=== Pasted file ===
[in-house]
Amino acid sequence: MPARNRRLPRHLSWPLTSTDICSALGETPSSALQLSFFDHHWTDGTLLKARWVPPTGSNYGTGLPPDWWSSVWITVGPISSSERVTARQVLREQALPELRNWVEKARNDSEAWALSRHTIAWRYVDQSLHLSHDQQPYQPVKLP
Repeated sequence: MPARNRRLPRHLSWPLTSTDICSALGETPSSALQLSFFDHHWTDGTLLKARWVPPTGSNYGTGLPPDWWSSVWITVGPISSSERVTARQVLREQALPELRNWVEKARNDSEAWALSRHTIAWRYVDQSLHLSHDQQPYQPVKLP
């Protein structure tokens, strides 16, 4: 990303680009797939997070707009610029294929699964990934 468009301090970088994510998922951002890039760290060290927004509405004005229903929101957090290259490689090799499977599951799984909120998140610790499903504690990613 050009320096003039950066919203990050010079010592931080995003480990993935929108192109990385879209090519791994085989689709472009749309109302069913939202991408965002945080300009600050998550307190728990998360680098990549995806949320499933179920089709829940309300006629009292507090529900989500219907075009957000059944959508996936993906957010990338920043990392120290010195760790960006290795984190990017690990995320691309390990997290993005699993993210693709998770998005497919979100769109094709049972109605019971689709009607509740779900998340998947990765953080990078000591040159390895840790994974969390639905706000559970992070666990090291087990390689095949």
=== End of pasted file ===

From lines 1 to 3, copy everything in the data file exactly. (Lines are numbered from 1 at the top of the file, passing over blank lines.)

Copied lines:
[in-house]
Amino acid sequence: MPARNRRLPRHLSWPLTSTDICSALGETPSSALQLSFFDHHWTDGTLLKARWVPPTGSNYGTGLPPDWWSSVWITVGPISSSERVTARQVLREQALPELRNWVEKARNDSEAWALSRHTIAWRYVDQSLHLSHDQQPYQPVKLP
Repeated sequence: MPARNRRLPRHLSWPLTSTDICSALGETPSSALQLSFFDHHWTDGTLLKARWVPPTGSNYGTGLPPDWWSSVWITVGPISSSERVTARQVLREQALPELRNWVEKARNDSEAWALSRHTIAWRYVDQSLHLSHDQQPYQPVKLP